December 1, 2013 at 12:01 am #1576MikeKeymaster
sea-bird die-off in Florida – starvation?
Undiagnosed Die-Off Of
From Patricia Doyle, PhD
Scientists don’t know why but officially suspect the die-off of Shearwaters was caused by, (are you ready for this?) “STARVATION.” I suppose the Shearwaters were too old and too tired to eat! Reminds me of the hundreds of Flamingos in the Bahamas who all dropped dead of ‘old age’!
UNDIAGNOSED DIE-OFF, SHEARWATERS – USA (FLORIDA)
Source Florida Today
By Jim Waymer
Hundreds of dead seabirds washed ashore this week and dozens more were found dying on beaches spanning almost the entire Florida east coast.
No one knows why, but scientists suspect starvation. Frantic beachcombers dropped off about 130 greater shearwaters — gull-like birds that prefer the open ocean — to Brevard County rescue centers in the past 3 days. The die-off of birds ranged about 300 miles (about 483 km), from Hobe Sound in Martin County to South Ponte Vedra Beach in St. Johns County.
Scientists suspect recent winds and currents disrupted the birds’ food fish supply. But they also plan tests to rule out algal toxins, bird flu, parasites, metals, and other common causes of seabird deaths.
“The preliminary findings indicate starvation,” said Wendy Quigley, spokeswoman with the Fish and Wildlife Research Institute in St. Petersburg. “We’re basically seeing emaciated birds.”
The institute received reports of at least 200 carcasses along the East Coast since Saturday [16 Jun 2007].
“As only one species appears to be affected, and the sick and dead birds have similar symptoms, we believe the seabirds are suffering from the same ailment,” said Dan Wolf, research biologist at the institute.
A similar but much less severe shearwater die-off happened in 2005.
Shearwaters are one of the few birds that breed in the south and migrate north. They loop the Atlantic, 1st breeding on South Atlantic islands, then heading up the eastern seaboard of South America and North America around this time of year, ultimately crossing the Atlantic in late summer. Storms at sea can weaken, dehydrate, sicken, or kill them. They feed on fish and squid, diving from great heights to chase their prey underwater with partly open wings and paddling feet.
Local birders have been chatting online this week about all the shearwaters they see flying south — the wrong way for the birds’ usual summer migration — in what the observers believe is a desperate search for food. “There’s been a lot of buzz,” said David Simpson, a state park service specialist at St. Sebastian River Preserve. He suspects sparsely scattered tuna may be contributing to the die-off. Fishermen in South Florida recently have reported difficulty finding schools of tuna because strong easterly winds dispersed the fish. The shearwaters follow the schools of tuna because the larger fish scare smaller bait fish to the surface, where shearwaters can snatch them.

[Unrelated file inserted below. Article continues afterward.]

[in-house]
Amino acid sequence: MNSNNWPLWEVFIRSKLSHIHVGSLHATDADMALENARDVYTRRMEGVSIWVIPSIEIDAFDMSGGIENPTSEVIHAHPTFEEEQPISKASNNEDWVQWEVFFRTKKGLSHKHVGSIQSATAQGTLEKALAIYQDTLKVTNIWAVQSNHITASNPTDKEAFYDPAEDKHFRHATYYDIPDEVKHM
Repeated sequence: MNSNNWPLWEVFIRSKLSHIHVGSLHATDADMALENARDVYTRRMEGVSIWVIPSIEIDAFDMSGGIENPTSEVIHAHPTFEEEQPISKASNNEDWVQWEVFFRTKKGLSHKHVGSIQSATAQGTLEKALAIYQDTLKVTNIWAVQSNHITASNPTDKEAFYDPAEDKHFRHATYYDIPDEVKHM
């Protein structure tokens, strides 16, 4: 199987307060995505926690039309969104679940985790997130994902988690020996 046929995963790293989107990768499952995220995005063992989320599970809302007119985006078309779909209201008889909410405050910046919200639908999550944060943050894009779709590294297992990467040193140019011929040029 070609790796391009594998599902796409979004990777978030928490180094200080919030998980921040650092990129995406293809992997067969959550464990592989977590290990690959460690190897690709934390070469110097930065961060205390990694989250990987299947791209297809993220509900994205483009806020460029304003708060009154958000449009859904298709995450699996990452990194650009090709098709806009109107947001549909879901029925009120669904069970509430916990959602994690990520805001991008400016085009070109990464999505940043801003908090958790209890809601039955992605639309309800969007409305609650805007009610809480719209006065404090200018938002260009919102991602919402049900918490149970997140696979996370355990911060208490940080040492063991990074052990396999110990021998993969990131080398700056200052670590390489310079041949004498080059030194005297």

People have been flooding animal rehabilitation centers along most of Florida’s East Coast with dying shearwaters. At least 120 in 3 days were brought to the Florida Wildlife Hospital and Sanctuary in Palm Shores. Half were dead days later.
“It’s difficult to test enough to isolate the problem,” Sue Small, the hospital’s director, said over squabbles from about 50 shearwaters in the sanctuary’s cages. About 10 shearwaters were brought to the Wildlife Care Center in Canaveral Groves in the past few days. All died. The center fielded calls about 10 other sickly shearwaters that it referred to state wildlife officials.
“This has got to be something big with all of them dropping dead,” said Jennifer Sypien, president and director of the Wildlife Care Center. She recently treated birds with botulism and heartworm-like parasites but didn’t know if that’s what’s killing the shearwaters. “I haven’t heard of any of them surviving,” she said. “It’s a tragedy. One after another is just dropping dead.” Small said usually only 10 to 15 percent can be saved. “We hate not to try,” she said, “even though we don’t have a very good success rate.”
The die-off is reminiscent of March 2003, when about 200 gannets washed in either dead or starving on Brevard beaches. The cause was never determined, but some fishermen guessed a temporary lack of bait fish.
Harmful algae blooms also can cause bait fish declines or can emit toxins that kill birds. No such blooms have been detected this week in Florida. And no beach advisories or warnings of high bacteria levels have been issued this week in Brevard.
Nonetheless, Mendy Gaither of Salisbury, N.C., worried Tuesday [19 Jun 2007] about the water off Satellite Beach. “We kept seeing the dead birds,” Gaither said. “There doesn’t seem to be that many birds here.”
Patricia A. Doyle DVM, PhD
Bus Admin, Tropical Agricultural Economics
Univ of West Indies
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